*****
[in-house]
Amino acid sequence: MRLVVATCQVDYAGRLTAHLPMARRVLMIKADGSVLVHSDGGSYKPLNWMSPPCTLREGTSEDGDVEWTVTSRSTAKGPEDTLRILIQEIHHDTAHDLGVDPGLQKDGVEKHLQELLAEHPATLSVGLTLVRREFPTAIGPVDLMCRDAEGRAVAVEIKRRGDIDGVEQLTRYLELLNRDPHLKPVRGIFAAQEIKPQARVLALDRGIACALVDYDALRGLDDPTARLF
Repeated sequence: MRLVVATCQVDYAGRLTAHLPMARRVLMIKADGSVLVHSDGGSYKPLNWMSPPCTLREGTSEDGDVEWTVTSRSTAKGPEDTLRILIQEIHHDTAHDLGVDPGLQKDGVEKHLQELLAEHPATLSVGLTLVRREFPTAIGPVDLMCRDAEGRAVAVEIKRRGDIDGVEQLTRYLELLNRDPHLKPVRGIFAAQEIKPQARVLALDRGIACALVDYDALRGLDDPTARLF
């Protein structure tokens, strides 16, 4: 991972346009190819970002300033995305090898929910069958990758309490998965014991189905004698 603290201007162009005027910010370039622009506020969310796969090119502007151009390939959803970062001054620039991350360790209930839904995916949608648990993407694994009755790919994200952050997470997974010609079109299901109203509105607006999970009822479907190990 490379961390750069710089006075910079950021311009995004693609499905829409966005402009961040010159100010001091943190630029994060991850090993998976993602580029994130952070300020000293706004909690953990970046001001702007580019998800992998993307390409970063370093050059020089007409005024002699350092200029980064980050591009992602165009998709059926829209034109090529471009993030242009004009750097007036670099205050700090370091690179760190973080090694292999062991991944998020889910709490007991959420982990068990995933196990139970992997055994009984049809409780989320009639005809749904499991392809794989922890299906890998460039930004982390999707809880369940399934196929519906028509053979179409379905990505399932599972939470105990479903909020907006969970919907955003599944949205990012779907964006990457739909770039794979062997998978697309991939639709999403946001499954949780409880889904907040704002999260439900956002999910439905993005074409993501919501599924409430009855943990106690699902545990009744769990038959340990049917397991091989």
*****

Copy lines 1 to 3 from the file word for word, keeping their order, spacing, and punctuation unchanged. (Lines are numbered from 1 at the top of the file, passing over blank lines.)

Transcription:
[in-house]
Amino acid sequence: MRLVVATCQVDYAGRLTAHLPMARRVLMIKADGSVLVHSDGGSYKPLNWMSPPCTLREGTSEDGDVEWTVTSRSTAKGPEDTLRILIQEIHHDTAHDLGVDPGLQKDGVEKHLQELLAEHPATLSVGLTLVRREFPTAIGPVDLMCRDAEGRAVAVEIKRRGDIDGVEQLTRYLELLNRDPHLKPVRGIFAAQEIKPQARVLALDRGIACALVDYDALRGLDDPTARLF
Repeated sequence: MRLVVATCQVDYAGRLTAHLPMARRVLMIKADGSVLVHSDGGSYKPLNWMSPPCTLREGTSEDGDVEWTVTSRSTAKGPEDTLRILIQEIHHDTAHDLGVDPGLQKDGVEKHLQELLAEHPATLSVGLTLVRREFPTAIGPVDLMCRDAEGRAVAVEIKRRGDIDGVEQLTRYLELLNRDPHLKPVRGIFAAQEIKPQARVLALDRGIACALVDYDALRGLDDPTARLF